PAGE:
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A look at some idioms in English

Leaning idioms of a language
Leaning idioms of a language
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How many ways can we express an idea in English, or any other language, for that matter? When learning a foreign language one of the major difficulties is in learning many of the idioms of that language. Who ever stops to realize all that we’ve learned in our native tongue?

Let’s take a look at how we can express some concepts in different ways in English.
For ‘he left’ you might say:
He hit the road; he was gone in a flash; he blew the joint; he cut out; he split; he slipped away; he quit the scene (if you know what I mean).
He ran lickety-split; he took off; he beat it; he made himself scarce. There are probably several other ways to express the idea. And this is just one concept. By and large other language don’t use as many variations as English, but they non-the-less have plenty of idioms.

Let’s look at some more idioms in English:
He made a big mistake:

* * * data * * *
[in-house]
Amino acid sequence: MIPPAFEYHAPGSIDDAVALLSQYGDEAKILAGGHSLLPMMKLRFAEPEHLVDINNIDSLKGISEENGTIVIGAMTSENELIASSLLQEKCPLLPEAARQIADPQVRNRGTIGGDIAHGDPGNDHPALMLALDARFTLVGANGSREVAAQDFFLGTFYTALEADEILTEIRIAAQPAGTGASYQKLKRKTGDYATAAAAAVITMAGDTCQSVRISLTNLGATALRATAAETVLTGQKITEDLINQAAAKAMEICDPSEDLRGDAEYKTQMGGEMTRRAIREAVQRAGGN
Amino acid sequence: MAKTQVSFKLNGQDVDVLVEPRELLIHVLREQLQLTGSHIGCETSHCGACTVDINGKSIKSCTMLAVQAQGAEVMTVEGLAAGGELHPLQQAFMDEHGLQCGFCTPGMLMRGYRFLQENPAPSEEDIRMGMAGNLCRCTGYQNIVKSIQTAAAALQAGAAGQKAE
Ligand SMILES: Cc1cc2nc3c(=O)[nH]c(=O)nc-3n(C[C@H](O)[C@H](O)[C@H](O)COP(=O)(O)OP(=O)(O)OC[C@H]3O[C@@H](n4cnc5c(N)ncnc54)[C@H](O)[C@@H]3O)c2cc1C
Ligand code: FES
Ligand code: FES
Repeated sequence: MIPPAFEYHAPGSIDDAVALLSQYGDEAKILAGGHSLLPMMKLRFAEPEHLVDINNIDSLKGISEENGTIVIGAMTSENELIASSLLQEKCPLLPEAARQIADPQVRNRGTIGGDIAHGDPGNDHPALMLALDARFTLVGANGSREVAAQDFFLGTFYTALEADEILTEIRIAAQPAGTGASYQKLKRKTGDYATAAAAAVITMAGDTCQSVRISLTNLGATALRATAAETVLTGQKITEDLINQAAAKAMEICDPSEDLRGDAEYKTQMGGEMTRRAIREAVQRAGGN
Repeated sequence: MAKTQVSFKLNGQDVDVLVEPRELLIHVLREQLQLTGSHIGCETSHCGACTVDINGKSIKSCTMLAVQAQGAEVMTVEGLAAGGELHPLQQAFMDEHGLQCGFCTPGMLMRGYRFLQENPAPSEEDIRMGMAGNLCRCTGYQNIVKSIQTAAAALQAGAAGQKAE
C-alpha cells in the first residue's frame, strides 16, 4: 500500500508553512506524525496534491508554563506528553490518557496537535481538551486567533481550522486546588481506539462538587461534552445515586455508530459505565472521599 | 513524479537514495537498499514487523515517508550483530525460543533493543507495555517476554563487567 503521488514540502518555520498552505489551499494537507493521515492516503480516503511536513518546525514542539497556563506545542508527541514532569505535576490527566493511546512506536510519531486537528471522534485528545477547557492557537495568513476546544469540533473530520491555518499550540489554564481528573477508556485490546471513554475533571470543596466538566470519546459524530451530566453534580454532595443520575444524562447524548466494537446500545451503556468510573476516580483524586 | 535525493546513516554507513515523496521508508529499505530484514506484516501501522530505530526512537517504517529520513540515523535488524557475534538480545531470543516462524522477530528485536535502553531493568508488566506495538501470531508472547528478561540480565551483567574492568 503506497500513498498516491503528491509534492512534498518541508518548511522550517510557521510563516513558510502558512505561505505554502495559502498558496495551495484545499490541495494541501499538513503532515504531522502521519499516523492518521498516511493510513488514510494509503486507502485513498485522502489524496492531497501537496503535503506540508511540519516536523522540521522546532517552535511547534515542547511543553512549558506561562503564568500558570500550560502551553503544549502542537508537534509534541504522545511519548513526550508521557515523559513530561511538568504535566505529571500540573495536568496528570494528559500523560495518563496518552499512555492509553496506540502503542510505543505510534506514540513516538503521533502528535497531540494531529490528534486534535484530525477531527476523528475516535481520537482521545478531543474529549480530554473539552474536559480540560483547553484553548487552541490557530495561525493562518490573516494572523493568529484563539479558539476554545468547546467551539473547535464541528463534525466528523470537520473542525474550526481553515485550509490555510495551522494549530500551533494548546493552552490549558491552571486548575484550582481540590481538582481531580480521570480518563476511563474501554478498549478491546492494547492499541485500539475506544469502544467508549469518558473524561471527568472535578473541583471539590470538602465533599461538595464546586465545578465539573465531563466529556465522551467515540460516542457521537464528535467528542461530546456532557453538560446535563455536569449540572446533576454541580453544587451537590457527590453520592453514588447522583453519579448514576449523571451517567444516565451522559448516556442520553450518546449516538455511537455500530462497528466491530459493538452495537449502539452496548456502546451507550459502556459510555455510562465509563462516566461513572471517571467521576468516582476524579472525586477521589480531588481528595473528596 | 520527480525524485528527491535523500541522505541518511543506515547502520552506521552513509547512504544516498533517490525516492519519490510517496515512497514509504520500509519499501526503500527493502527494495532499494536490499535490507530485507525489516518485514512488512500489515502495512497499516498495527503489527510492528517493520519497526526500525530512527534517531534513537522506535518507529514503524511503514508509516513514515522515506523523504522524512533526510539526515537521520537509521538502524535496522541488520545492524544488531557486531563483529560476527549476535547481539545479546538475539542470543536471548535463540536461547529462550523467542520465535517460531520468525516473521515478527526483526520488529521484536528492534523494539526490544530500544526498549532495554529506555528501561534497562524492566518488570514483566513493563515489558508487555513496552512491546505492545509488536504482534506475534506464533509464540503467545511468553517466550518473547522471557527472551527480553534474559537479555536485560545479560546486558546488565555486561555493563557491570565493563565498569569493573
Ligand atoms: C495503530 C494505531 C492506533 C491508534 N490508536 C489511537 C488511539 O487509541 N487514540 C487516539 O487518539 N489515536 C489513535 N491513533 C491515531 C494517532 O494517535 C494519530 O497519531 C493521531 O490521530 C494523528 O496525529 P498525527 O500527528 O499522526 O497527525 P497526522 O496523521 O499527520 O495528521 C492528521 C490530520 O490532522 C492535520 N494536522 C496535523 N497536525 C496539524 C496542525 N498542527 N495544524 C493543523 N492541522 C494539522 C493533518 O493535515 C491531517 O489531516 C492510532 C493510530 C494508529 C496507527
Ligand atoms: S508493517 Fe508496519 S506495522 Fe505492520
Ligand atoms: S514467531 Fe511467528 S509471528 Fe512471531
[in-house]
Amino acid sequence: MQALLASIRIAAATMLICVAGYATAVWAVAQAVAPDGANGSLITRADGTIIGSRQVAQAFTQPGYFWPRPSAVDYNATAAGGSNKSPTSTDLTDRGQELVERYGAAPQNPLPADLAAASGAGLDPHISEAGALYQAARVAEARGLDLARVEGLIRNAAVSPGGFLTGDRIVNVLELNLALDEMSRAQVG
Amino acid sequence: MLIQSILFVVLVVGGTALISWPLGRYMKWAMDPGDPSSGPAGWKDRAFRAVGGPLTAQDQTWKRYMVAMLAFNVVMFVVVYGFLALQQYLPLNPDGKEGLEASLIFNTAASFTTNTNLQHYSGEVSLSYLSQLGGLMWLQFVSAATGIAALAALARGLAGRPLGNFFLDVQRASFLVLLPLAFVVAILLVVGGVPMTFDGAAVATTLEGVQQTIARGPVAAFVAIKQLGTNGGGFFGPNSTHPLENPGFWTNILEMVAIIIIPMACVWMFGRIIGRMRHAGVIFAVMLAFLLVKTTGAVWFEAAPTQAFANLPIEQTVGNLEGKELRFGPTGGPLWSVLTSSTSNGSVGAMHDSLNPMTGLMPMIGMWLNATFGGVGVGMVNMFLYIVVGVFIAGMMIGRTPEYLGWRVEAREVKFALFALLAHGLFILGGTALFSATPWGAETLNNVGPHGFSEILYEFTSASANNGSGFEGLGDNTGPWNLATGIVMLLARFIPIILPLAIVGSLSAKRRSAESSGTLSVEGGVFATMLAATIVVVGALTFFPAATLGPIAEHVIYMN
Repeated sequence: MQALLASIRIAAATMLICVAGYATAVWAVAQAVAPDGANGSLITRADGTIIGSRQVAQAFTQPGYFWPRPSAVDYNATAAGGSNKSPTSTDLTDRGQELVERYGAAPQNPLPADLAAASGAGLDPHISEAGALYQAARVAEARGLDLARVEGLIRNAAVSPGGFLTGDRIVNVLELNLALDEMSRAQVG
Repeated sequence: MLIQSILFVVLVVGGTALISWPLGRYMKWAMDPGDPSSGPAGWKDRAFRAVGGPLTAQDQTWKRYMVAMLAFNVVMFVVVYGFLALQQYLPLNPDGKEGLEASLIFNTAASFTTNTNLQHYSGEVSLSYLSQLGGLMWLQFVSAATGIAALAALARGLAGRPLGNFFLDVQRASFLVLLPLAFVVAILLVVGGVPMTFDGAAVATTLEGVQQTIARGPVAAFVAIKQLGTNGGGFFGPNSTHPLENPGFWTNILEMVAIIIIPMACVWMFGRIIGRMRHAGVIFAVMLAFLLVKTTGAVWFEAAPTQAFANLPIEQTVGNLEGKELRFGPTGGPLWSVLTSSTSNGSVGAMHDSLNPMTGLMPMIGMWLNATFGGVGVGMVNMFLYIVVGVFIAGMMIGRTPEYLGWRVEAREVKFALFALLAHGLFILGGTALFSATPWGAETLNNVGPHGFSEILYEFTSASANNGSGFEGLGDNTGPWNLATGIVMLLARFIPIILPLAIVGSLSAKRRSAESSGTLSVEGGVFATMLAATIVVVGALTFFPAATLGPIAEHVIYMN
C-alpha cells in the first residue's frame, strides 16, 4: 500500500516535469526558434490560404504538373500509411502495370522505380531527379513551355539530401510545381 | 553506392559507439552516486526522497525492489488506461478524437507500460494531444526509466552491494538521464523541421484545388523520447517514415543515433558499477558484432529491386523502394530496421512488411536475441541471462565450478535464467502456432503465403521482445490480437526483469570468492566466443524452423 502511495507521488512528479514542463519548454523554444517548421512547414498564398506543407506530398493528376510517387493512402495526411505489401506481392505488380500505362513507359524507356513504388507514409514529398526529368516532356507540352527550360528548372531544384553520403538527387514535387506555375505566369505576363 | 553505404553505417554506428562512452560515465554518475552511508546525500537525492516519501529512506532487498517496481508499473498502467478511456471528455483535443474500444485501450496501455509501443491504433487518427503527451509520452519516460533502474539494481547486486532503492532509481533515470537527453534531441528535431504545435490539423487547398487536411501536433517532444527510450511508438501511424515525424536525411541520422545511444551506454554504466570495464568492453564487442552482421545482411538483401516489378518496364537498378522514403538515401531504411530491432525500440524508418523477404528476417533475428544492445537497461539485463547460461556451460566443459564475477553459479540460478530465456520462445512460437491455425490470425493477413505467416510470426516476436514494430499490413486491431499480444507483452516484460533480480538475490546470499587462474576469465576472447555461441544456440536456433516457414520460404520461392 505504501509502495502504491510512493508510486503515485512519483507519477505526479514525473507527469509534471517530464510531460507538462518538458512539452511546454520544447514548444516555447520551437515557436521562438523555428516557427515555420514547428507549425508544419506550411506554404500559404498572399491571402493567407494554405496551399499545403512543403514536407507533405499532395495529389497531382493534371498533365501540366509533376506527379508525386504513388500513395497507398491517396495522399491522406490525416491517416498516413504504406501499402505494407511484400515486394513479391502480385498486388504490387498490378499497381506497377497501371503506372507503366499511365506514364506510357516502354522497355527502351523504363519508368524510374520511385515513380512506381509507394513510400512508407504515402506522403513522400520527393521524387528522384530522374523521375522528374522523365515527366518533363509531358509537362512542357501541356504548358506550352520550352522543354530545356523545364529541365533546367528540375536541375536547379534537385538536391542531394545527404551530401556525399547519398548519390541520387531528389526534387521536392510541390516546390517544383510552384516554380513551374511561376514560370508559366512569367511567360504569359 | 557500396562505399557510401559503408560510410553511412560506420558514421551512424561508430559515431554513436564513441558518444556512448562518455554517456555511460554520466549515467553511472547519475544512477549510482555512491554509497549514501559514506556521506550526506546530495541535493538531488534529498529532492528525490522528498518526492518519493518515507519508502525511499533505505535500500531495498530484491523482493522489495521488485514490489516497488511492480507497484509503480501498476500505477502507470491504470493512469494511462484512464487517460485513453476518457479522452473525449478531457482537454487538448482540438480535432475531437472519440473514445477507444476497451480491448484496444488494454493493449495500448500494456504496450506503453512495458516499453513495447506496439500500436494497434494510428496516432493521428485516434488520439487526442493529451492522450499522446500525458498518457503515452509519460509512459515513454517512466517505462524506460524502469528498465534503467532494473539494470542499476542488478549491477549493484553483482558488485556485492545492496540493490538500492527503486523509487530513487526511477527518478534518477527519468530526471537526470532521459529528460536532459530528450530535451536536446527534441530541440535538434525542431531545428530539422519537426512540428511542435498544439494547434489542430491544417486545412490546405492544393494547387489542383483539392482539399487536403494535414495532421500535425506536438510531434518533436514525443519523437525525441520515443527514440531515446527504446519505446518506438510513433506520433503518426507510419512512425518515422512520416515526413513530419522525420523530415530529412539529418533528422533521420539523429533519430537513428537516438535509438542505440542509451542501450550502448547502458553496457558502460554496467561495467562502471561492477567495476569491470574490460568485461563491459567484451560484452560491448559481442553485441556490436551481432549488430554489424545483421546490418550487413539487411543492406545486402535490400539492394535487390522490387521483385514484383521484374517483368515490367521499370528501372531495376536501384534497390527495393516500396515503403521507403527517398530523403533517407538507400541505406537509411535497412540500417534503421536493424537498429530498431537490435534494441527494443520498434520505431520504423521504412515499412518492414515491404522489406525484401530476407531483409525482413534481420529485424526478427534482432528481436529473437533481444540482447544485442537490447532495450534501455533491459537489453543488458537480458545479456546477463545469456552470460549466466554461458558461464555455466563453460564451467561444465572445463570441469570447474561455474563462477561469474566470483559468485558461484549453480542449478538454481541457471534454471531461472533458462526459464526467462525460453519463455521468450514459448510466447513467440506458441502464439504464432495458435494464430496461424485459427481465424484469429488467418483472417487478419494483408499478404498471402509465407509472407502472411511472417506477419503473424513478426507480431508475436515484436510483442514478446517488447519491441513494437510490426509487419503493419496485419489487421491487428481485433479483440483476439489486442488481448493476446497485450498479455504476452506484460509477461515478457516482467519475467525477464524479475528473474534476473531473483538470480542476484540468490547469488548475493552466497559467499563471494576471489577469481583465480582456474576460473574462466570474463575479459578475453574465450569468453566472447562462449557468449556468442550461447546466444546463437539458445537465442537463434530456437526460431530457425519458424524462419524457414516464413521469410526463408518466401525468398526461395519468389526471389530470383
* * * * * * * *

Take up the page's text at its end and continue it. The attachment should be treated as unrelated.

He blew it; he made a boo-boo; he screwed up; he flubbed it; he put his foot in it; he messed up; etc.

How about
That angers me:
That gets my goat; that pisses me off; that really riles me up; that rankles me; that drives me nuts;

Or how about:
He is so stupid; he’s a jerk; he doesn’t know his a.. from a hole in the ground; what a bimbo! He doesn’t know whether he’s coming or going; he a half wit;

Stop and think how many idiomatic expressions we use in a typical day. And then there are ‘buzz’ words, neologisms, new words and phrases that may die out in a few years. Do you know how to express those idiomatic expressions in the foreign language that you’re trying to learn?

Some foreigners are accused of not speaking English very well, when in fact they know thousands of words and expressions in English, but there is so much to learn, as you find out when you try to learn a foreign language. There are several on the market. They’ve been around for a long time. Barron’s Educational Series has them for several foreign languages. But your study of a foreign language is incomplete if you don’t take a good look at idiomatic expressions. They are the core of our every-day speech!